Another study investigated whether a structured follow-up visit to a midwife at 21–28 days after early miscarriage could reduce the women’s grief. The results showed that the scores of active grief and difficulty coping subscales changed significantly after the intervention. Our study had some differences, which may have led to the different results. While the first study included patients with early miscarriage before 13 weeks, our study included patients that miscarried before 20 weeks. Further, the first study gave the experimental group a 50-minute session of medical intervention by a midwife and the control group received 30-minute sessions of counseling by a midwife, while our study conducted a two-hour session of psychotherapy for patients by a psychologist with the control group receiving a placebo intervention.30

Lee et al,31 investigated whether the administration of a psychological debriefing process has a positive effect on reduction of emotional consequences (anxiety and depression) using the HAD scale. They concluded that the administration of psychological debriefing did not cause improvement in the emotional consequences. Our study had some differences with the study by Lee et al,31 which may have led to the inconsistent results. First, in the study by Lee et al,31 a psychologist conducted one-hour counseling sessions at patients’ home two weeks after the miscarriage and we conducted two-hour sessions of BSP in the hospital during the first 24 hours of hospitalization. Secondly, in the study by Lee et al, the control group did not receive any intervention.

However, the results of our study are not consistent with some of the previous research in terms of the improvement of symptoms of anxiety, depression, and perinatal grief after psychotherapy.
A meta-analysis study concluded that there was not enough evidence to show whether psychological follow-up improves the well-being of women with pregnancy loss.32 Also, the results of another systematic review revealed that there is lack of evidence to support that psychological follow-up is useful for improving women’s well-being after miscarriage.16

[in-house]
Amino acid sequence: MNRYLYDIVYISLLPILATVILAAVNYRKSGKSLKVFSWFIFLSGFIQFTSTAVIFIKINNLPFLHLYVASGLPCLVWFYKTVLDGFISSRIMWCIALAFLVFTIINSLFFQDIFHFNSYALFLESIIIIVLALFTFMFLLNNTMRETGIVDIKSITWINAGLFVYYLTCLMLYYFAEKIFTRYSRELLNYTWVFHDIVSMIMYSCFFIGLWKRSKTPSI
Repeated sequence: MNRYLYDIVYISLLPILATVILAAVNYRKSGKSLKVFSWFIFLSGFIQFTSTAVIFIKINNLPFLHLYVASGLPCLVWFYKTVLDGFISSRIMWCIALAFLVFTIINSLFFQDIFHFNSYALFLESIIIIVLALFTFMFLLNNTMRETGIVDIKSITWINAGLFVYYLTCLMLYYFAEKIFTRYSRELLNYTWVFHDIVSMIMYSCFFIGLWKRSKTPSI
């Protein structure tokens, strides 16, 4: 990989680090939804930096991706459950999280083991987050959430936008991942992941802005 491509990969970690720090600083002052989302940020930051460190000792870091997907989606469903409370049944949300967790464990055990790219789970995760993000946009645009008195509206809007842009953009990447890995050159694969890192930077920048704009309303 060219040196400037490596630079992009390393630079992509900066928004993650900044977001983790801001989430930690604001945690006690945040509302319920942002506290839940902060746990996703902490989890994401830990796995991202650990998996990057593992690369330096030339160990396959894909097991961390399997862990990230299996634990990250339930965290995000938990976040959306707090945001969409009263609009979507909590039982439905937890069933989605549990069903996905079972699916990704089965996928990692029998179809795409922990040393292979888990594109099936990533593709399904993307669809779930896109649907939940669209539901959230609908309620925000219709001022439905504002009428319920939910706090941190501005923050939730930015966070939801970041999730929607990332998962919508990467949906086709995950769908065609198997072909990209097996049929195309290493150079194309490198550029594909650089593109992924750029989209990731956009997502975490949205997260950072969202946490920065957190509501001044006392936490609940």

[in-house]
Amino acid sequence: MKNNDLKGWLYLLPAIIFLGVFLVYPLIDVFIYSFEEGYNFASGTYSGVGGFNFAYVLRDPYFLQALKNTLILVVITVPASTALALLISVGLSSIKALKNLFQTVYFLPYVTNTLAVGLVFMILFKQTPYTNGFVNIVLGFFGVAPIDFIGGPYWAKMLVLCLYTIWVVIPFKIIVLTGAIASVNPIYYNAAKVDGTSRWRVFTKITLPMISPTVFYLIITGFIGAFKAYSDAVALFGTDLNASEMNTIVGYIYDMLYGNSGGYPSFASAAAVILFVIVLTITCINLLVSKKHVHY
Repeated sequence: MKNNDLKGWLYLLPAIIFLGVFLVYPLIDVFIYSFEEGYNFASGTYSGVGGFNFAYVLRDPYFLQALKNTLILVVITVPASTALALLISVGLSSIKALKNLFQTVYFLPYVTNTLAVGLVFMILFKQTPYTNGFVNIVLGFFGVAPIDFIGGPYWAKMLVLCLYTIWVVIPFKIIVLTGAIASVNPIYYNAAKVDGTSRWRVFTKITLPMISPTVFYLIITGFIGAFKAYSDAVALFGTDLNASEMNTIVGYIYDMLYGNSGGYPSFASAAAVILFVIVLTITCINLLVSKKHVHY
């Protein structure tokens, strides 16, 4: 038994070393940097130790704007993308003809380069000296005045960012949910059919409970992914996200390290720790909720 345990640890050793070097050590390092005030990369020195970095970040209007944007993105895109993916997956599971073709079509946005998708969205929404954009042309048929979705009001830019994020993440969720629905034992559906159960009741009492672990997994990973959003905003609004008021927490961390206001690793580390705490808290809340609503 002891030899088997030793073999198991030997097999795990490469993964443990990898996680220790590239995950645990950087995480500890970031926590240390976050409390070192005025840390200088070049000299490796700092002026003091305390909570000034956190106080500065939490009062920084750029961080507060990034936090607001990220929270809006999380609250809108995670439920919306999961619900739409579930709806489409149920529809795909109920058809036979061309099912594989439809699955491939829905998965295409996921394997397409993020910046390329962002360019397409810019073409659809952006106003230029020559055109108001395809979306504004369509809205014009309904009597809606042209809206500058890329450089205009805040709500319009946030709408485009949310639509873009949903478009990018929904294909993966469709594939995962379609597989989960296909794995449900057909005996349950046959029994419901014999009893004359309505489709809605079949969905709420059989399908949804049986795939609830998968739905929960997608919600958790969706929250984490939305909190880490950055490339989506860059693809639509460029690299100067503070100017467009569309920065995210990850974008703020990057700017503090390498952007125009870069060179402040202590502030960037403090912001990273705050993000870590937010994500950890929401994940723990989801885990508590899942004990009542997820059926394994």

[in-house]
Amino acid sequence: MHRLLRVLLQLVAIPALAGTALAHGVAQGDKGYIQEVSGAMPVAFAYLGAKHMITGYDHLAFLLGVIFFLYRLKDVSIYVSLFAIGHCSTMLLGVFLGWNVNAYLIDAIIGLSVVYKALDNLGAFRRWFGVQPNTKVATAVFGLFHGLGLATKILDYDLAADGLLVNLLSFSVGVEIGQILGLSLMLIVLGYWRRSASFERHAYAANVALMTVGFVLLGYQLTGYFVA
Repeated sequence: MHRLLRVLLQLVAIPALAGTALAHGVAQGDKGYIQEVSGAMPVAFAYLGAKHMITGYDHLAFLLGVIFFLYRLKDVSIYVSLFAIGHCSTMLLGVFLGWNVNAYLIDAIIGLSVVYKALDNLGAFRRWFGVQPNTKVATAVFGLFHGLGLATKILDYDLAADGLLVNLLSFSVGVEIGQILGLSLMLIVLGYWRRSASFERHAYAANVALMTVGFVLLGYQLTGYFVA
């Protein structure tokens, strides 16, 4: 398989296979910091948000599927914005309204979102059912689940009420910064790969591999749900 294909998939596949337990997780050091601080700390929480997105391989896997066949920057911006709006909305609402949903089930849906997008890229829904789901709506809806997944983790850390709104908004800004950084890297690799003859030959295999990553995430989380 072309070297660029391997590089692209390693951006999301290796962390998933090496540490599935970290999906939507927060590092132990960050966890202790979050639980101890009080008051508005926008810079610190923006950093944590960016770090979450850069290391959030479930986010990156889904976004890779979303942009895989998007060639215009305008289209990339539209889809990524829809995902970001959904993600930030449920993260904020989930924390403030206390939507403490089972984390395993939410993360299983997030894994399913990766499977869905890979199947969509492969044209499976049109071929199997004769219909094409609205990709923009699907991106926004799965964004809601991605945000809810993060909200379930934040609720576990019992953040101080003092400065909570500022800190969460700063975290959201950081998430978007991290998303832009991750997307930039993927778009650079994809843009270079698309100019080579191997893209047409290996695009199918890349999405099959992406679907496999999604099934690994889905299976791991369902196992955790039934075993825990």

Some studies reported different psychotherapy interventions for improving complicated grief. For example, one study concluded that psychotherapy based on grief treatment was superior to interpersonal psychotherapy in treatment of patients with complicated grief.33 To the best of our knowledge, there is no published study reporting the effectiveness of brief psychotherapy intervention with a specific approach.

Another question is how BSP can prevent anxiety symptoms, depression symptoms, and perinatal grief in the four-month follow-up. Although the mechanism of the effect of BSP on prevention of psychiatric symptoms is not yet clear, some hypotheses have been proposed. The first assumption is related to the nature of the therapeutic approach. A BSP psychotherapist listens to emotional disturbances carefully, follows the patient’s affect, reflects the affects, and helps the patients to develop a new skill for identifying and describing their emotions. The second assumption is related to the time of intervention, which was the first 24 hours after the loss - a golden time to release the negative effect. Also, the duration of the intervention, which was a long two-hour session, may have helped the patient to release the negative effects and restructure their thoughts to cope with the loss. Therefore, the match between the nature of miscarriage (a high negative effect) and nature the psychotherapy method, which was a long session (two hours) with golden time of intervention (first 24-hours post-loss) may have led to the effect of BSP on prevention of anxiety symptoms, depression symptoms, and perinatal grief at four-months follow-up.